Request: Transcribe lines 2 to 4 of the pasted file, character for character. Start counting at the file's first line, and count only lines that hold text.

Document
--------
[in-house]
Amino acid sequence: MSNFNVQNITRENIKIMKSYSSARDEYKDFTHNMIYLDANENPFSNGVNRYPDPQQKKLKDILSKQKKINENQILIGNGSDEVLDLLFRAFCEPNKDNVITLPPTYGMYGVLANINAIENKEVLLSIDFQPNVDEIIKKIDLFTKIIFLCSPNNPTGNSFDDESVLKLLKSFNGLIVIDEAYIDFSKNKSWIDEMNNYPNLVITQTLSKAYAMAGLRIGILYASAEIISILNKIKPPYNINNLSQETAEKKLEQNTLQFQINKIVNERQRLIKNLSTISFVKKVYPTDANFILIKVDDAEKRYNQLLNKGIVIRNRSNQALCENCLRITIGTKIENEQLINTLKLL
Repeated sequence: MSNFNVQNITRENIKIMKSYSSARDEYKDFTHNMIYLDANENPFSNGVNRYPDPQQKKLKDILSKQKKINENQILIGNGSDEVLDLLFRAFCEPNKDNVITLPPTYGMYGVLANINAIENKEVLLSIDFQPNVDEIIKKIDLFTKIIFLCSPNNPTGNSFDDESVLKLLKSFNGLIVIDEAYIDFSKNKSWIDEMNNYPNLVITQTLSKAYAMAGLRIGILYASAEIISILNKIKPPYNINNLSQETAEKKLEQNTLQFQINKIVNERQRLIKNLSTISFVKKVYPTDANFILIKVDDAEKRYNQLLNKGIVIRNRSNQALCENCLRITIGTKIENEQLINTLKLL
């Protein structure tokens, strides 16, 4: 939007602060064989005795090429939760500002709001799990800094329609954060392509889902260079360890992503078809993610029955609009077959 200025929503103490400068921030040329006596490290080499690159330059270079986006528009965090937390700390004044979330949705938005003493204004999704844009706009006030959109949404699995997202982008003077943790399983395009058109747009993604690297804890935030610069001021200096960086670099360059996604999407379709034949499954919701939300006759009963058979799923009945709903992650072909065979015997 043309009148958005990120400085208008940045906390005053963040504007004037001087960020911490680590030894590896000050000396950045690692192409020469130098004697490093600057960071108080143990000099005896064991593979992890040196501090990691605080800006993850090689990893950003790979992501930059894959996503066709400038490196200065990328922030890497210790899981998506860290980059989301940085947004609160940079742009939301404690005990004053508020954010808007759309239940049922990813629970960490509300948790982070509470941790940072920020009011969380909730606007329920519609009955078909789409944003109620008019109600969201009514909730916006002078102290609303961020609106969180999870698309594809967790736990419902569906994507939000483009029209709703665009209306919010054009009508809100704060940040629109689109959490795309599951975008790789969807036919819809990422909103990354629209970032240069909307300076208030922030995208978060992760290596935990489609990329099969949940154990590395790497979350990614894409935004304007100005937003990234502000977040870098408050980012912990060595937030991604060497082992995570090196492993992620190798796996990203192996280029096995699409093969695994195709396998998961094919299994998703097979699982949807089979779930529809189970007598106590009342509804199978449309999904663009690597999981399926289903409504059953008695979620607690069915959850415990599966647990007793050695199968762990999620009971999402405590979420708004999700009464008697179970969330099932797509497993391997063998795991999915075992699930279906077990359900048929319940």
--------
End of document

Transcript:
Amino acid sequence: MSNFNVQNITRENIKIMKSYSSARDEYKDFTHNMIYLDANENPFSNGVNRYPDPQQKKLKDILSKQKKINENQILIGNGSDEVLDLLFRAFCEPNKDNVITLPPTYGMYGVLANINAIENKEVLLSIDFQPNVDEIIKKIDLFTKIIFLCSPNNPTGNSFDDESVLKLLKSFNGLIVIDEAYIDFSKNKSWIDEMNNYPNLVITQTLSKAYAMAGLRIGILYASAEIISILNKIKPPYNINNLSQETAEKKLEQNTLQFQINKIVNERQRLIKNLSTISFVKKVYPTDANFILIKVDDAEKRYNQLLNKGIVIRNRSNQALCENCLRITIGTKIENEQLINTLKLL
Repeated sequence: MSNFNVQNITRENIKIMKSYSSARDEYKDFTHNMIYLDANENPFSNGVNRYPDPQQKKLKDILSKQKKINENQILIGNGSDEVLDLLFRAFCEPNKDNVITLPPTYGMYGVLANINAIENKEVLLSIDFQPNVDEIIKKIDLFTKIIFLCSPNNPTGNSFDDESVLKLLKSFNGLIVIDEAYIDFSKNKSWIDEMNNYPNLVITQTLSKAYAMAGLRIGILYASAEIISILNKIKPPYNINNLSQETAEKKLEQNTLQFQINKIVNERQRLIKNLSTISFVKKVYPTDANFILIKVDDAEKRYNQLLNKGIVIRNRSNQALCENCLRITIGTKIENEQLINTLKLL
């Protein structure tokens, strides 16, 4: 939007602060064989005795090429939760500002709001799990800094329609954060392509889902260079360890992503078809993610029955609009077959 200025929503103490400068921030040329006596490290080499690159330059270079986006528009965090937390700390004044979330949705938005003493204004999704844009706009006030959109949404699995997202982008003077943790399983395009058109747009993604690297804890935030610069001021200096960086670099360059996604999407379709034949499954919701939300006759009963058979799923009945709903992650072909065979015997 043309009148958005990120400085208008940045906390005053963040504007004037001087960020911490680590030894590896000050000396950045690692192409020469130098004697490093600057960071108080143990000099005896064991593979992890040196501090990691605080800006993850090689990893950003790979992501930059894959996503066709400038490196200065990328922030890497210790899981998506860290980059989301940085947004609160940079742009939301404690005990004053508020954010808007759309239940049922990813629970960490509300948790982070509470941790940072920020009011969380909730606007329920519609009955078909789409944003109620008019109600969201009514909730916006002078102290609303961020609106969180999870698309594809967790736990419902569906994507939000483009029209709703665009209306919010054009009508809100704060940040629109689109959490795309599951975008790789969807036919819809990422909103990354629209970032240069909307300076208030922030995208978060992760290596935990489609990329099969949940154990590395790497979350990614894409935004304007100005937003990234502000977040870098408050980012912990060595937030991604060497082992995570090196492993992620190798796996990203192996280029096995699409093969695994195709396998998961094919299994998703097979699982949807089979779930529809189970007598106590009342509804199978449309999904663009690597999981399926289903409504059953008695979620607690069915959850415990599966647990007793050695199968762990999620009971999402405590979420708004999700009464008697179970969330099932797509497993391997063998795991999915075992699930279906077990359900048929319940």